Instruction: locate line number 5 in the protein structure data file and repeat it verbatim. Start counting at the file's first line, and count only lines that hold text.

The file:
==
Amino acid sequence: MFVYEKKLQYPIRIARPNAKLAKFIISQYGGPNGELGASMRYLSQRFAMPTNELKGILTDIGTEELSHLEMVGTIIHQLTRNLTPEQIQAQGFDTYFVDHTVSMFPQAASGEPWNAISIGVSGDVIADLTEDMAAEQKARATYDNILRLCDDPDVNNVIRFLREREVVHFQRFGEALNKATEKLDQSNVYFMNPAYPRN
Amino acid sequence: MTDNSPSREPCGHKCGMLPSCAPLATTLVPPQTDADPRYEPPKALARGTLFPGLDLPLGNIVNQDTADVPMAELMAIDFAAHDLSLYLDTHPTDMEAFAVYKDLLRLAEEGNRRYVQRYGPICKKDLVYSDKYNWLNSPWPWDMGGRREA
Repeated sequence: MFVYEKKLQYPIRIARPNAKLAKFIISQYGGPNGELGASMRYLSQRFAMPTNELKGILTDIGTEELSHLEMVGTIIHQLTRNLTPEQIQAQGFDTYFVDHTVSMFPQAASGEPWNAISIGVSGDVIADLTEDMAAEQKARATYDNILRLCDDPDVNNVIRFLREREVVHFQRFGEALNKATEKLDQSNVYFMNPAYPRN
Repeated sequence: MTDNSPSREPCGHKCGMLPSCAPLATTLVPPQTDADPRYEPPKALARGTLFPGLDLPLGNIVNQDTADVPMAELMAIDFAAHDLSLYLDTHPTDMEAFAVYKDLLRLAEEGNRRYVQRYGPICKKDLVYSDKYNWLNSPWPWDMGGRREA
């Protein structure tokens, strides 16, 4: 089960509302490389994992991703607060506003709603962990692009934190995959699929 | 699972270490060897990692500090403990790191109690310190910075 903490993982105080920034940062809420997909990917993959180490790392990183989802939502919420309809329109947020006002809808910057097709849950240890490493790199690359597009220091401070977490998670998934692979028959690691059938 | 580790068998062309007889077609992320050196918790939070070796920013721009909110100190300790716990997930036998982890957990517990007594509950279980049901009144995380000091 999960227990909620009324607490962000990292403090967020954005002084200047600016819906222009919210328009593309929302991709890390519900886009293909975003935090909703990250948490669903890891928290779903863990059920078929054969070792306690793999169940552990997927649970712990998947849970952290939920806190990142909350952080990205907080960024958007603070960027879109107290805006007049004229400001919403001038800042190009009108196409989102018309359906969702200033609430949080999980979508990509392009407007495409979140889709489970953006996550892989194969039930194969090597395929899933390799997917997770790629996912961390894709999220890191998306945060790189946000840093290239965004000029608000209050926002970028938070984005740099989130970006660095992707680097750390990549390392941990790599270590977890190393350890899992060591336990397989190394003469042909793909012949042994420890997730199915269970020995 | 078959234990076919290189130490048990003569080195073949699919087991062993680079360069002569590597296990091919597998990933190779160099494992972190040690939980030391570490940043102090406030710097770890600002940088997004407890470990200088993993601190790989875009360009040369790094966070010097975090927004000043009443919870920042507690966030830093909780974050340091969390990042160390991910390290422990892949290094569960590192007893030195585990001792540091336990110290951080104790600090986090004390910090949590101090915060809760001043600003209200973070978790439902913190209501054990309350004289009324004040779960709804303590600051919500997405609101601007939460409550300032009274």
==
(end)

């Protein structure tokens, strides 16, 4: 089960509302490389994992991703607060506003709603962990692009934190995959699929 | 699972270490060897990692500090403990790191109690310190910075 903490993982105080920034940062809420997909990917993959180490790392990183989802939502919420309809329109947020006002809808910057097709849950240890490493790199690359597009220091401070977490998670998934692979028959690691059938 | 580790068998062309007889077609992320050196918790939070070796920013721009909110100190300790716990997930036998982890957990517990007594509950279980049901009144995380000091 999960227990909620009324607490962000990292403090967020954005002084200047600016819906222009919210328009593309929302991709890390519900886009293909975003935090909703990250948490669903890891928290779903863990059920078929054969070792306690793999169940552990997927649970712990998947849970952290939920806190990142909350952080990205907080960024958007603070960027879109107290805006007049004229400001919403001038800042190009009108196409989102018309359906969702200033609430949080999980979508990509392009407007495409979140889709489970953006996550892989194969039930194969090597395929899933390799997917997770790629996912961390894709999220890191998306945060790189946000840093290239965004000029608000209050926002970028938070984005740099989130970006660095992707680097750390990549390392941990790599270590977890190393350890899992060591336990397989190394003469042909793909012949042994420890997730199915269970020995 | 078959234990076919290189130490048990003569080195073949699919087991062993680079360069002569590597296990091919597998990933190779160099494992972190040690939980030391570490940043102090406030710097770890600002940088997004407890470990200088993993601190790989875009360009040369790094966070010097975090927004000043009443919870920042507690966030830093909780974050340091969390990042160390991910390290422990892949290094569960590192007893030195585990001792540091336990110290951080104790600090986090004390910090949590101090915060809760001043600003209200973070978790439902913190209501054990309350004289009324004040779960709804303590600051919500997405609101601007939460409550300032009274």